A+E

Salt Lake Film Society has tradition of LGBT cinema

Listen to this article

When Brokeback Mountain, the award-winning film about two gay cowboys, was first released in Salt Lake, it was screened at only one movie theater in Utah, at the Broadway Centre Cinemas. The film broke all previous box-office sales and attracted hoards of moviegoers, gay and straight alike, said Tori Baker, executive director of the Salt Lake Film Society, which runs the Broadway Centre Cinemas as well as the Tower Theatre.

The commercial success was quickly noted by the management of the Larry Miller Megaplex Movie Theaters and was picked up to screen on the second weekend at select theaters. However, after the topic of the film was discovered, it was pulled from the docket and found to be too offensive. This was the same weekend the thrasher film about torture and human mutilation, Hostel, was widely released in the theaters.

“If it weren’t for the film society, there would have been no place to see Brokeback Mountain in Utah, despite an enormous desire from the members of the community,” Baker said. “And that is the exact purpose we want to serve: provide content that is free of commercial and other constraints that meet the needs of community access to artistic expression through film.”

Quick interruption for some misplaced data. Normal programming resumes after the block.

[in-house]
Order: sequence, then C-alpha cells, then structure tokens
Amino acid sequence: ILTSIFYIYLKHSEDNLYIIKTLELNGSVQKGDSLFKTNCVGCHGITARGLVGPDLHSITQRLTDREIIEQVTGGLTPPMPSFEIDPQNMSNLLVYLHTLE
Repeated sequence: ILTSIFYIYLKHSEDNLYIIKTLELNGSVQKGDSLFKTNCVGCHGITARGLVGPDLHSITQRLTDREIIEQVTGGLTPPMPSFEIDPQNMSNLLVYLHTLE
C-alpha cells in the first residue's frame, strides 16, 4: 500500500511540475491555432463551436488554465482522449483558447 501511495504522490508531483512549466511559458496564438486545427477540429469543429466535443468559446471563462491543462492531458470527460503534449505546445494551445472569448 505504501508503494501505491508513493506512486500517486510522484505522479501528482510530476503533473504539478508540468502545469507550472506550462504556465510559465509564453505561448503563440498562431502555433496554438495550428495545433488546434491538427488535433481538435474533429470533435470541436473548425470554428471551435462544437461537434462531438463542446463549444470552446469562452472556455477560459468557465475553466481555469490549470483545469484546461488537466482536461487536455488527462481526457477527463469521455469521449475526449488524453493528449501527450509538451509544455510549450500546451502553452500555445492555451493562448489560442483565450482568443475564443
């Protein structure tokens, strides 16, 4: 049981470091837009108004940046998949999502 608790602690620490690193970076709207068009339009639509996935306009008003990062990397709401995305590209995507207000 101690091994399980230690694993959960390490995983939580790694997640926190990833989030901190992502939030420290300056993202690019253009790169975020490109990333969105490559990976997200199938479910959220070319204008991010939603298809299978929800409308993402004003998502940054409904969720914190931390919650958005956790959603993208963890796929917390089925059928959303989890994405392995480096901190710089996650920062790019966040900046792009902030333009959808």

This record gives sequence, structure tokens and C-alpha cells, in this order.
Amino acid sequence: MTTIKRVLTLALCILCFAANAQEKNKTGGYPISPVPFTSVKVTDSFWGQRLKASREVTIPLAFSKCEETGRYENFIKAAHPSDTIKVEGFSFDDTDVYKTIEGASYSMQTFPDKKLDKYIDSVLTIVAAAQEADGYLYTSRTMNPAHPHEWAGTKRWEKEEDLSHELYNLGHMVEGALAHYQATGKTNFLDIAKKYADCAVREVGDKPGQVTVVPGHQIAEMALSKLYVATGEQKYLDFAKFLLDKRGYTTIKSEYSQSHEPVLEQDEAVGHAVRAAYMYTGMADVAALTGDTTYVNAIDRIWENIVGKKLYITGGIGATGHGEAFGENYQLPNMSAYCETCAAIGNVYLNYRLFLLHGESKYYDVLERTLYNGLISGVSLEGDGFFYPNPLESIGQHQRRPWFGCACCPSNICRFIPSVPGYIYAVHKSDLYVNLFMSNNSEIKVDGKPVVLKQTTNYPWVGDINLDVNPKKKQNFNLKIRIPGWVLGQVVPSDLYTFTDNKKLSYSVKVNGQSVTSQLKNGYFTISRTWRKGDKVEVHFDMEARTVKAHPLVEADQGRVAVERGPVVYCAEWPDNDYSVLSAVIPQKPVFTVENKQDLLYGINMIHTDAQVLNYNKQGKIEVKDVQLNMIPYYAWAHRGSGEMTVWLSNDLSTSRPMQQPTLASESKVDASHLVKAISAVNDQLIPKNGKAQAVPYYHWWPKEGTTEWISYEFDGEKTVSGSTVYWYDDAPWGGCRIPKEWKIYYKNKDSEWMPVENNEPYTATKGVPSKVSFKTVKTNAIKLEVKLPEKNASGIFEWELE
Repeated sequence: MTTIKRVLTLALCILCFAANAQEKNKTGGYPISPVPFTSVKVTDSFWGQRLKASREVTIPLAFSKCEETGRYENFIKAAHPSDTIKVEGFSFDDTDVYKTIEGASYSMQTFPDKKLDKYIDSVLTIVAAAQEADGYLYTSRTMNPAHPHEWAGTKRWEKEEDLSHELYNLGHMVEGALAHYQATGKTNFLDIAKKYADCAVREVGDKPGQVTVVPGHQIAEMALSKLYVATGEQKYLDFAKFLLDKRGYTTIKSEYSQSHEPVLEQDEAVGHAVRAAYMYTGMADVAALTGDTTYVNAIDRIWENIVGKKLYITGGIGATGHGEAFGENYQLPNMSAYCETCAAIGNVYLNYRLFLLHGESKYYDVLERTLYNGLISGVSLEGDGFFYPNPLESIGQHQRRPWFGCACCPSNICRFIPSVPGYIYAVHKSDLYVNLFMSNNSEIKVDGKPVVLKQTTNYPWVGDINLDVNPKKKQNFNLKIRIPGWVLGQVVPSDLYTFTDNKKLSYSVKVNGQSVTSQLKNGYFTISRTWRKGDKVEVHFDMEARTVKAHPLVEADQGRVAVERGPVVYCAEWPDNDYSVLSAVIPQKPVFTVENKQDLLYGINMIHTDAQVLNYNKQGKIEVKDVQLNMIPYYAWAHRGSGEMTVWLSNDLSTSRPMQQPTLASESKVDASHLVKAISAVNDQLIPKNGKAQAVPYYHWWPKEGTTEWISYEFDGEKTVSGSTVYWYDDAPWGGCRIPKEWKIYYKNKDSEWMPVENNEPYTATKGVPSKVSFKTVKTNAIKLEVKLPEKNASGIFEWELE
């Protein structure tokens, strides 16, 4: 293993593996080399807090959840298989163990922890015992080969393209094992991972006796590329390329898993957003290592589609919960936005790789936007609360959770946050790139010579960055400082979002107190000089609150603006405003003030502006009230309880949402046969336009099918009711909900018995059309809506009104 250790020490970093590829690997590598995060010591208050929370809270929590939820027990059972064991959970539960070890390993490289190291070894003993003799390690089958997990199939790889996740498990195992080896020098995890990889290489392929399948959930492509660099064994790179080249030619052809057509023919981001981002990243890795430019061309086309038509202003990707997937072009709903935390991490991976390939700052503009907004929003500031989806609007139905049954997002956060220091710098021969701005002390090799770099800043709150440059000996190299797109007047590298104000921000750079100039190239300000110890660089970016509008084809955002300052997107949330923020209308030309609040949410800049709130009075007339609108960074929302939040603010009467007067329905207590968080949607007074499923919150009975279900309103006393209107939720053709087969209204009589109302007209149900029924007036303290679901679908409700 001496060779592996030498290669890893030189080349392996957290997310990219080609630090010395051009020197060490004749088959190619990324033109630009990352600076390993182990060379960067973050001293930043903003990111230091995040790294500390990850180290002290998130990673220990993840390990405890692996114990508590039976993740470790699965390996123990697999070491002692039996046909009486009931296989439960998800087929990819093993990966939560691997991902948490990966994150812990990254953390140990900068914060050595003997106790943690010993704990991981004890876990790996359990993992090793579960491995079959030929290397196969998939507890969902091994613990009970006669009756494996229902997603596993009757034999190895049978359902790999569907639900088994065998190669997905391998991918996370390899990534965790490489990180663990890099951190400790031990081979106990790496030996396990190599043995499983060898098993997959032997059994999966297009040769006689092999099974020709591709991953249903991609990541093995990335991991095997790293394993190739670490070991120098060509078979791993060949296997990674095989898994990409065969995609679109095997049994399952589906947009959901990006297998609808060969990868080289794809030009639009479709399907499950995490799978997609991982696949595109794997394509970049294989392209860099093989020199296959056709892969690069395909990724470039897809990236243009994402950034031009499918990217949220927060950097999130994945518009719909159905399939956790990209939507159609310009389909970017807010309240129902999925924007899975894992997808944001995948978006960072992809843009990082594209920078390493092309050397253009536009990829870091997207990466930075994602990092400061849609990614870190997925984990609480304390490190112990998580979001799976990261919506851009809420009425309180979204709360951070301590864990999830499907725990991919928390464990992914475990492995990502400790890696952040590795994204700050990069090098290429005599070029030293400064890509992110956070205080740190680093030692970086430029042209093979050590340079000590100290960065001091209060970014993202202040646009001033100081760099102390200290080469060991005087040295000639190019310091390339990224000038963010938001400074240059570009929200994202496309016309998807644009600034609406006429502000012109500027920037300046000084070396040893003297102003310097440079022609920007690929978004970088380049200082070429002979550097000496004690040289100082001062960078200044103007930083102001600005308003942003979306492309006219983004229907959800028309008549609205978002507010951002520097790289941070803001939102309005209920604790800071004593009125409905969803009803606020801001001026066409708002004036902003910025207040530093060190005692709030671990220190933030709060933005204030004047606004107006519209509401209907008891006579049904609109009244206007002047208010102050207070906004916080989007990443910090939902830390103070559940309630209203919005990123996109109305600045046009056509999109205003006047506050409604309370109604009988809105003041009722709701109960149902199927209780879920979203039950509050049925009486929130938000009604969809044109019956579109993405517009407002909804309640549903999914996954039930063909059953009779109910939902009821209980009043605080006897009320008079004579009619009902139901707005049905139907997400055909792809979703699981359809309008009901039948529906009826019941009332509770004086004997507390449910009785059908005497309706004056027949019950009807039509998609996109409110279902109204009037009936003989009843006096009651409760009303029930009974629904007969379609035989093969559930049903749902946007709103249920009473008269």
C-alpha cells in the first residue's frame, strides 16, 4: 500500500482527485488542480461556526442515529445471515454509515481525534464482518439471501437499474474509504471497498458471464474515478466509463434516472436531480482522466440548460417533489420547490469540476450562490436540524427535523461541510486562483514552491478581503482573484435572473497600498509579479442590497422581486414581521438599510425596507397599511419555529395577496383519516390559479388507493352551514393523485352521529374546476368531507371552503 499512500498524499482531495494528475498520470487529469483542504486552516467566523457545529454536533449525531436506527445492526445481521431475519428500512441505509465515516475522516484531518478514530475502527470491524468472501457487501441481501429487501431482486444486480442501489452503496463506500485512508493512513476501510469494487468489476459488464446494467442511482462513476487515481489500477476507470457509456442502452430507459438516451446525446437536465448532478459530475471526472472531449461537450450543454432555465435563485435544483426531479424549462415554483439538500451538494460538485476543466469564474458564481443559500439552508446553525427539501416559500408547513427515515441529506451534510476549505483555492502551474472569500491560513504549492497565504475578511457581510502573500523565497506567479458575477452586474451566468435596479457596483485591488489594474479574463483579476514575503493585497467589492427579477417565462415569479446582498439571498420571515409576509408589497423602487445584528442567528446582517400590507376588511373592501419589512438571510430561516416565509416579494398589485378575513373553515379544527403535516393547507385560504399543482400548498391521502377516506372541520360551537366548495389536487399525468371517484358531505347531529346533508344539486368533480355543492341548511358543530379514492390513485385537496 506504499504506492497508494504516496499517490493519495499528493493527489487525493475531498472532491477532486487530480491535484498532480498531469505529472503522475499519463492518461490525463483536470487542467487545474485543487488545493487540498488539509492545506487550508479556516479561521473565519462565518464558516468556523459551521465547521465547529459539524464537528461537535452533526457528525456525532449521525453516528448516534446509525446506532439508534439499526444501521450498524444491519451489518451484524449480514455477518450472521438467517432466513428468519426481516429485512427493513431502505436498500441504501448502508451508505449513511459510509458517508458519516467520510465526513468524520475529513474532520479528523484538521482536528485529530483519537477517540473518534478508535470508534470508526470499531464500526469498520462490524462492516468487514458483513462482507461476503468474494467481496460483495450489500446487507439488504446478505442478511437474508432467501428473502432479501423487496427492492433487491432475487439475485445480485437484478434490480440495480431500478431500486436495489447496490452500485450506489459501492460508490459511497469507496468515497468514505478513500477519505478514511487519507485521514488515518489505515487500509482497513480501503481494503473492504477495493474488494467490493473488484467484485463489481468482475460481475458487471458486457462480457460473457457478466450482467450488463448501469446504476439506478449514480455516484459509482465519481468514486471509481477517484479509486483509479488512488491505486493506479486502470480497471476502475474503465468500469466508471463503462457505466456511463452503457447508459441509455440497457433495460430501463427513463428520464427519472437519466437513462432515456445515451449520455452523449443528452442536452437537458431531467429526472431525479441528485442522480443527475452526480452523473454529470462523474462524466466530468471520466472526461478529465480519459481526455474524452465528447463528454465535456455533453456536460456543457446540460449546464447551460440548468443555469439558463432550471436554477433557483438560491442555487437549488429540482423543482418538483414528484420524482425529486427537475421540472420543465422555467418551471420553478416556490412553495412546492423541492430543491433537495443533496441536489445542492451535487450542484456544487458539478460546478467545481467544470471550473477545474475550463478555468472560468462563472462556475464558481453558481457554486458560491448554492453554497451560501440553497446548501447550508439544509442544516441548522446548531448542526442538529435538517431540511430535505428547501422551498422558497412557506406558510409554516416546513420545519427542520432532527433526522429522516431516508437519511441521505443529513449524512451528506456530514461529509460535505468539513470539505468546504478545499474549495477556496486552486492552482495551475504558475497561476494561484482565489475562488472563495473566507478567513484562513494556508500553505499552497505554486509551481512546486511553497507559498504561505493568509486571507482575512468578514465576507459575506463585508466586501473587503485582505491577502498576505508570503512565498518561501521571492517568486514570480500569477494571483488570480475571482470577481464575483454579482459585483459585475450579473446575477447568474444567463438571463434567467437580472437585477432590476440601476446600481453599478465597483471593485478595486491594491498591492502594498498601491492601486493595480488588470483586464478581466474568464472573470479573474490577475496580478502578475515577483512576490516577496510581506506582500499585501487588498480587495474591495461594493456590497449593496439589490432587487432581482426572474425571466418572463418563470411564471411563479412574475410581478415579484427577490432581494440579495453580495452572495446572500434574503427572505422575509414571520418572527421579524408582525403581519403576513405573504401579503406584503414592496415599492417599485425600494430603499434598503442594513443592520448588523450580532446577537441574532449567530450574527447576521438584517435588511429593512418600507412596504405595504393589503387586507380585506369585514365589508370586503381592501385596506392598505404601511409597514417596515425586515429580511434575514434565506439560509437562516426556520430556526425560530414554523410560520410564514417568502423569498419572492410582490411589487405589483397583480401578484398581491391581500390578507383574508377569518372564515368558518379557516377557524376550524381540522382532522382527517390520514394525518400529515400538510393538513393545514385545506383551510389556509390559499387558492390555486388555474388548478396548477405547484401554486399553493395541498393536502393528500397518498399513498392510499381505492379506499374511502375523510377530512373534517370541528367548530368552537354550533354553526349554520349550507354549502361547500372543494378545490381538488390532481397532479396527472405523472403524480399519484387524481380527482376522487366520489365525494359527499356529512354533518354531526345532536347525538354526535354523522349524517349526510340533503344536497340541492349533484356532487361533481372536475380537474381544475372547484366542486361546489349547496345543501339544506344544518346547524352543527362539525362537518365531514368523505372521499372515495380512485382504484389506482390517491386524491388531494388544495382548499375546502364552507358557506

The film society was founded a decade ago on the principle that communities and people who do not have their voices recognized in traditional, mainstream theater would have an avenue to show their films, Baker said.

“We focus on films that look at issues of social justice, ethnic pockets and LGBT cinema,” Baker said. “LGBT cinema has always been a huge priority for us and I think it is as relevant as ever and we will continue to have that voice in our programming.”

Along with an impressive selection of LGBT-oriented films in the regular showings, the film society sponsors a free film series for LGBT movies once a month at the Tower Theatre. The society is also a sponsor to the LGBT-themed film festival, Damn These Heels, and the world-renowned Sundance Film Festival.

“It is so important to have a place where these films can be shown and we hope the community really gets behind and supports us,” Baker said. “Every time someone purchases a ticket to a film, they are supporting the independent film. But there are other ways to get involved.”

The film society has sponsorship levels which provide discounted admission, private screenings and other perks. To find out more information and get involved, go to SaltLakeFilmSoceity.org.

Seth Bracken

Seth Bracken is the editor of QSaltLake

Related Articles

Back to top button